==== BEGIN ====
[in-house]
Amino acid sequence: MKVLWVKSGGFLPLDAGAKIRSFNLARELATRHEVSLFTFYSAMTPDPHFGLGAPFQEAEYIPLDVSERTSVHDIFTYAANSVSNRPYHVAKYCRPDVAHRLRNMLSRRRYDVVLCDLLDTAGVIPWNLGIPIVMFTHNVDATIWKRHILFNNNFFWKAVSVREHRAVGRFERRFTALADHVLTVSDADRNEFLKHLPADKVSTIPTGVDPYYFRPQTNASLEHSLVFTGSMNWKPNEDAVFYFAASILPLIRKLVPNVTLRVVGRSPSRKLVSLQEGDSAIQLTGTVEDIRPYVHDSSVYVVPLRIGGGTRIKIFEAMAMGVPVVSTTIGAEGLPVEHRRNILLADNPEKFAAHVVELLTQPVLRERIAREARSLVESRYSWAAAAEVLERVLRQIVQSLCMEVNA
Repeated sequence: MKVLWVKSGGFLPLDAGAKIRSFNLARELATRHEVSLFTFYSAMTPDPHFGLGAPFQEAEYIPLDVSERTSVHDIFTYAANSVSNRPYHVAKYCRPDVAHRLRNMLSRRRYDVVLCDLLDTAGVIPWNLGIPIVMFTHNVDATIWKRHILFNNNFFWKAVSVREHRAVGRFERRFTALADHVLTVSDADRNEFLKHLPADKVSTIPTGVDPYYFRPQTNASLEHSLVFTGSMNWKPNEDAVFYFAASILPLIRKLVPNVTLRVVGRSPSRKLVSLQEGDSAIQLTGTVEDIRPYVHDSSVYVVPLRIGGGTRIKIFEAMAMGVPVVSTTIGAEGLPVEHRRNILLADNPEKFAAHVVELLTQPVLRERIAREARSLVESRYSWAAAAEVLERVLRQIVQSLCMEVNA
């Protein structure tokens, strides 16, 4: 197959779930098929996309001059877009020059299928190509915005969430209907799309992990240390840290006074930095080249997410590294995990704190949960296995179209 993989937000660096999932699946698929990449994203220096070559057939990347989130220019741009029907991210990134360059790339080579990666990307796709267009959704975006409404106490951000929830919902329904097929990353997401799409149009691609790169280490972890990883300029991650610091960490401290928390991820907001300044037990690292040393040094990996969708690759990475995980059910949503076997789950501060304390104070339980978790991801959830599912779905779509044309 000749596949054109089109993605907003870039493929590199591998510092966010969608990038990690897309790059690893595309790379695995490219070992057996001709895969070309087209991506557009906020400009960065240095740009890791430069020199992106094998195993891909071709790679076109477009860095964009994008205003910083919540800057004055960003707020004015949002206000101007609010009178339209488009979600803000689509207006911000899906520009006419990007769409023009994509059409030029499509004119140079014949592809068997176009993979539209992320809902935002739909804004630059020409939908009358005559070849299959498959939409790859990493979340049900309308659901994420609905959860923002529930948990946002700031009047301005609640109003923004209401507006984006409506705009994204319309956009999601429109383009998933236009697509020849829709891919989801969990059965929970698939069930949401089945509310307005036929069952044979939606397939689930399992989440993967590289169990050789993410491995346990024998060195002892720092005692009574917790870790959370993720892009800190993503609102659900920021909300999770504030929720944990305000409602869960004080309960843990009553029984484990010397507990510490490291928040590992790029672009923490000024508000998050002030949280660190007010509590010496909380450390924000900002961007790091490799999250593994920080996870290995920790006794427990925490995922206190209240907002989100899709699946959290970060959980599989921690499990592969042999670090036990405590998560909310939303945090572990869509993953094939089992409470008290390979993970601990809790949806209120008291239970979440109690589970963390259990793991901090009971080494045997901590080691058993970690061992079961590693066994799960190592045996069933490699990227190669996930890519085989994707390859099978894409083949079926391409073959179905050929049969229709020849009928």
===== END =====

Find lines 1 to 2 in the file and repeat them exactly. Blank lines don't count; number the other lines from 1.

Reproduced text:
[in-house]
Amino acid sequence: MKVLWVKSGGFLPLDAGAKIRSFNLARELATRHEVSLFTFYSAMTPDPHFGLGAPFQEAEYIPLDVSERTSVHDIFTYAANSVSNRPYHVAKYCRPDVAHRLRNMLSRRRYDVVLCDLLDTAGVIPWNLGIPIVMFTHNVDATIWKRHILFNNNFFWKAVSVREHRAVGRFERRFTALADHVLTVSDADRNEFLKHLPADKVSTIPTGVDPYYFRPQTNASLEHSLVFTGSMNWKPNEDAVFYFAASILPLIRKLVPNVTLRVVGRSPSRKLVSLQEGDSAIQLTGTVEDIRPYVHDSSVYVVPLRIGGGTRIKIFEAMAMGVPVVSTTIGAEGLPVEHRRNILLADNPEKFAAHVVELLTQPVLRERIAREARSLVESRYSWAAAAEVLERVLRQIVQSLCMEVNA